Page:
Media queries are only used when you want to give different sizes to your image when it is displayed in different viewports. For example, you want your image width to be 40% when displayed on a desktop and 60% when displayed on mobile phones. Moreover, media queries are one of the most used ways to make your page responsive. Let’s take an example of media queries, where the image will take the width of 100% when it is displayed on devices smaller than 720px.

@media only screen and (max-width: 720px) {
img {
width: 100%;
}
}

Step 3 Using max-width property 

One other feature in CSS is to use the max-width property. It prevents the image width from becoming larger than the value of max-width specified by you. However, it is not widely accepted for making images responsive, especially when your image is being viewed on a variety of devices. 

For an instance, if the size of the image is 500px and the device width is 360px, then the complete image is not visible, due to lack of space.

img {
max-width: 100%;
width: 400px;
}

Although, if you apply the max-width to 100% the image will shrink itself to fit in the layout of the webpage, still, if the screen size increase more than 500px, the size of the image won’t increase, not following the responsiveness law. 

Step 4 Using object-fit property

After a lot of attempts to make the image responsive, the ultimate attempt to bring all the responsive features under one roof is achieved when the object-fit property is introduced. The object-fit property brings the most amount of control when customizing the CSS for responsiveness.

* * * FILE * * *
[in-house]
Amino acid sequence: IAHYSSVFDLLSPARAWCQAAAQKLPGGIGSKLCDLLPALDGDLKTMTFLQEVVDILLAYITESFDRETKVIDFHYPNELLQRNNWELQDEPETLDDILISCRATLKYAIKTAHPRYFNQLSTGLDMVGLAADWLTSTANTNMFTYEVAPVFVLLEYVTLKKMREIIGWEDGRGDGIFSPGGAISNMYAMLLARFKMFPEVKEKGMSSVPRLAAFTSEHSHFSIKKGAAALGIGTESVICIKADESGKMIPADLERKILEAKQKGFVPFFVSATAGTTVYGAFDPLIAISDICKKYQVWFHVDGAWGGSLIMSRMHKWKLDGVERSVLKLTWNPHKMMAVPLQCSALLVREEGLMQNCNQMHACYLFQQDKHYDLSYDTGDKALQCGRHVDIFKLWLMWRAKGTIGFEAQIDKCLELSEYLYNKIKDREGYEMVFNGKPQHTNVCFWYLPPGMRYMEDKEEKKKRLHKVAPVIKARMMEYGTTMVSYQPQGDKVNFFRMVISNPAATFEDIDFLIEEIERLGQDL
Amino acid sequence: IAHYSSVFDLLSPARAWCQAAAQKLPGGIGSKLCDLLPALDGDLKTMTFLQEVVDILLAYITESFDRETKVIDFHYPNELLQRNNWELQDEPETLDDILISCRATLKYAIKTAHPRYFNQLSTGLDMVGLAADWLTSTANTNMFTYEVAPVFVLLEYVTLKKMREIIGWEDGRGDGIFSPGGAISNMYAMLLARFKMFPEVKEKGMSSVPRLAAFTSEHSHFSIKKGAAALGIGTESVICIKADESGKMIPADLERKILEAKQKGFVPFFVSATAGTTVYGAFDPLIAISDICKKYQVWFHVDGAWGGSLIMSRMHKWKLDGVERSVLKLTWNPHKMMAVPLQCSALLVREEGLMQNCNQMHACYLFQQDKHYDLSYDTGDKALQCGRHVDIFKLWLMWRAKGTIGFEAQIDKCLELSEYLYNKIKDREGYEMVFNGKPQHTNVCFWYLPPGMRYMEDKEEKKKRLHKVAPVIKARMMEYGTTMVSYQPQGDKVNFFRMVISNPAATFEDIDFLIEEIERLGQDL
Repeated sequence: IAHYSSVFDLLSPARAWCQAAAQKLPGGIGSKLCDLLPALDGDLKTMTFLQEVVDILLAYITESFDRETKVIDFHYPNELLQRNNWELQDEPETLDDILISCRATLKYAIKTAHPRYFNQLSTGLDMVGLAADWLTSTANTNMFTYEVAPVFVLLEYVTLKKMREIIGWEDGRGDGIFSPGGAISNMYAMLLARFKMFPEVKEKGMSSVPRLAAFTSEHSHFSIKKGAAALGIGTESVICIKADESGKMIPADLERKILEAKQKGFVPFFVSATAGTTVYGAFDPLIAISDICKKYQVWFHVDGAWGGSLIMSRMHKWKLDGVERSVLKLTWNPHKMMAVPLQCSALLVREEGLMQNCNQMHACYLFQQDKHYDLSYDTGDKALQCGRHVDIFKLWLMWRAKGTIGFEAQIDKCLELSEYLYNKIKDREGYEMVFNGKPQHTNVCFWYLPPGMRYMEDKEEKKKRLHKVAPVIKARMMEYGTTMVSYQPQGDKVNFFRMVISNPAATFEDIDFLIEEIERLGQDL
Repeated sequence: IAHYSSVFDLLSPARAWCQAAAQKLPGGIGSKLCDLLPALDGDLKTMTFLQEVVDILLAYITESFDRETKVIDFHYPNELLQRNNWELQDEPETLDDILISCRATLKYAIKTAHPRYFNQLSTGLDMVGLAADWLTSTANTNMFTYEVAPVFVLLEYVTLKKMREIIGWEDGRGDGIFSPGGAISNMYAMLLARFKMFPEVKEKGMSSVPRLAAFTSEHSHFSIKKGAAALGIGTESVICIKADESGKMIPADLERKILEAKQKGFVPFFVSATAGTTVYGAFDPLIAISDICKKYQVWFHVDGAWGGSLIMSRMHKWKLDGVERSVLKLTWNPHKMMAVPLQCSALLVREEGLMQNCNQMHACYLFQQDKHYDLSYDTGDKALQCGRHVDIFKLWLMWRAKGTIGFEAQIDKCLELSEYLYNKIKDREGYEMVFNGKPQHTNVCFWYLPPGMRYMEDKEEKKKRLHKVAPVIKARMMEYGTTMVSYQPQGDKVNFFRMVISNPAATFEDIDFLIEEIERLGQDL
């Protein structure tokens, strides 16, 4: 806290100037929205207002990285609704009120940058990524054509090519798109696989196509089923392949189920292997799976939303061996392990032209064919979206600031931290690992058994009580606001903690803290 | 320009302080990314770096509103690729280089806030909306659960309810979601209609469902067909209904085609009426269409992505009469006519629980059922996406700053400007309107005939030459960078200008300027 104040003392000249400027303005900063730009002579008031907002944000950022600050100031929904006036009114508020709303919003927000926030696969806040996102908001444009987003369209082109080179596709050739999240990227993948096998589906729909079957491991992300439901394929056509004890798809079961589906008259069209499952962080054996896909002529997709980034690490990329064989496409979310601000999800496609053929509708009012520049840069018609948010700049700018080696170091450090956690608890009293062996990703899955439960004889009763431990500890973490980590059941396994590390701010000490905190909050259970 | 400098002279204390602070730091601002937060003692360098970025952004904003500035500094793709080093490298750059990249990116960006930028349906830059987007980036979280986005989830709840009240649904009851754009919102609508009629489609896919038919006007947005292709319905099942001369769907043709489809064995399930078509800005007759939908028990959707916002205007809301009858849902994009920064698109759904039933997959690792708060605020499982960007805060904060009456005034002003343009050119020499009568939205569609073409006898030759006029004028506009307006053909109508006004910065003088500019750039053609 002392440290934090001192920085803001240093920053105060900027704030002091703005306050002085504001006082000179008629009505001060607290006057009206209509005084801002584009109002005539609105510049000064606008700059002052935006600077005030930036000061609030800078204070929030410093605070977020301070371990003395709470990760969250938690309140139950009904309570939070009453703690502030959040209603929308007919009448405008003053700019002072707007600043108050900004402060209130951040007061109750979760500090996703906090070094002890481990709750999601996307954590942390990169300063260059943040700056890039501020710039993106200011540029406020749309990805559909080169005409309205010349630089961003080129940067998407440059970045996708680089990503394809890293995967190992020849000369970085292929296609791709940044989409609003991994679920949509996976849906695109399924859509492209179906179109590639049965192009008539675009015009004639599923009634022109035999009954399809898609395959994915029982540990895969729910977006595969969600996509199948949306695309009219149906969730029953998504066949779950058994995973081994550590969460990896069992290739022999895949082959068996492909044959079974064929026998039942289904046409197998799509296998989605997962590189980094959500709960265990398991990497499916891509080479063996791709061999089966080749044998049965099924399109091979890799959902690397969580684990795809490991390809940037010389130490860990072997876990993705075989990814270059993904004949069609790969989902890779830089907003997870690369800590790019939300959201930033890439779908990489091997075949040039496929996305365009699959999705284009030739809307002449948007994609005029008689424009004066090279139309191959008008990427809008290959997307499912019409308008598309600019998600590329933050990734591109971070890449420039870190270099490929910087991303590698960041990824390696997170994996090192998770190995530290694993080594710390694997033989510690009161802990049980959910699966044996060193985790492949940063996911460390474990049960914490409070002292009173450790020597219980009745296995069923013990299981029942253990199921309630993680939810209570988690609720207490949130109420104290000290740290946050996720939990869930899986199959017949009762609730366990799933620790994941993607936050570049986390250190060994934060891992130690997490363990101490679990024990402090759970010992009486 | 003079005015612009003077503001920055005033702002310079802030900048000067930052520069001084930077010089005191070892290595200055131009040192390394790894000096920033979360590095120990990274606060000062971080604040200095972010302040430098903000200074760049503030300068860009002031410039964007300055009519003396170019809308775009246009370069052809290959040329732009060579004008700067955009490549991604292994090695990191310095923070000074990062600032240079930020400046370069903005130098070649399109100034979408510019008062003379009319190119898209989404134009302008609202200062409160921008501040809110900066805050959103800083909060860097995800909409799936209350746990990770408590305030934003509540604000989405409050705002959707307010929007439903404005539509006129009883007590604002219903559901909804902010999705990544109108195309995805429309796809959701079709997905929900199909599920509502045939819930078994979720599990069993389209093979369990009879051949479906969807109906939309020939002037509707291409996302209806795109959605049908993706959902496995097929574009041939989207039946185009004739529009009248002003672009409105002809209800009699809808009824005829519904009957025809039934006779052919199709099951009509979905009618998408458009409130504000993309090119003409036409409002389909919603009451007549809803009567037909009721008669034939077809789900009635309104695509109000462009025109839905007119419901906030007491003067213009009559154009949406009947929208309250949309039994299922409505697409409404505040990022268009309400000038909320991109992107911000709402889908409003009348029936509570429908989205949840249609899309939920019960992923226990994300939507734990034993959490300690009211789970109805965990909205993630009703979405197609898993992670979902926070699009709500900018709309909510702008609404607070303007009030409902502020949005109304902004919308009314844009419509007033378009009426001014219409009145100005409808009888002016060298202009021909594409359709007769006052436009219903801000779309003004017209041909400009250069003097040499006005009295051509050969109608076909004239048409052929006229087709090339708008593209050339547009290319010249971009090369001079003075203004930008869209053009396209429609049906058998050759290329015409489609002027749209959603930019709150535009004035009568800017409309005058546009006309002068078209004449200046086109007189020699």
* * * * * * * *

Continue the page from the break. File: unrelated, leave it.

• contain: It resizes the image to make it fully visible, keeping the original aspect ratio intact. 
  • cover: It resizes the image to cover the entire container, keeping the original aspect ratio constant. 
  • fill: The image will be filled in the given area, even if it means breaking the original aspect ratio of the image.
  • none: The image will remain as it is and will fill the given area.
img {
width: 100%;
height: 400px;
object-fit: cover;
object-position: bottom;
}

How to test Image Responsiveness on Real Devices? 

Testing Responsiveness of Images on Real Devices is a must to ensure it renders correctly on different devices of varying resolutions and screen sizes. Follow the easy steps below to test image responsiveness on real devices:

Step 1: Open BrowserStack Responsive Dashboard and enter the URL of the webpage containing the responsive image. If you have created a website on your local machine, you must host your website to test its responsiveness on BrowserStack Responsive.

Copy of four
Step 2: To check responsiveness, click Check.

Step 3: The user can check how the site appears on a certain device after choosing it.

Responsive Testing on Real Devices

Free Responsive Test on Commonly Used Resolutions Try testing the responsiveness of your website on real devices.

Conclusion

As the number of mobile users is growing exponentially, the need of making responsive websites will only become more obvious. People are now accessing the web through smartphones and other portable devices, which is only increasing the challenge to bring more features to the responsiveness of the website. 

If your website is responsive, it is automatically inviting more mobile traffic, lowers the bounce rate as per Google SEO rule, and gets more conversions, due to an aesthetic user experience. Moreover, why would you not want your website to be viewed across a variety of devices? 

Try Responsive Testing for Free

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Responsive Website Testing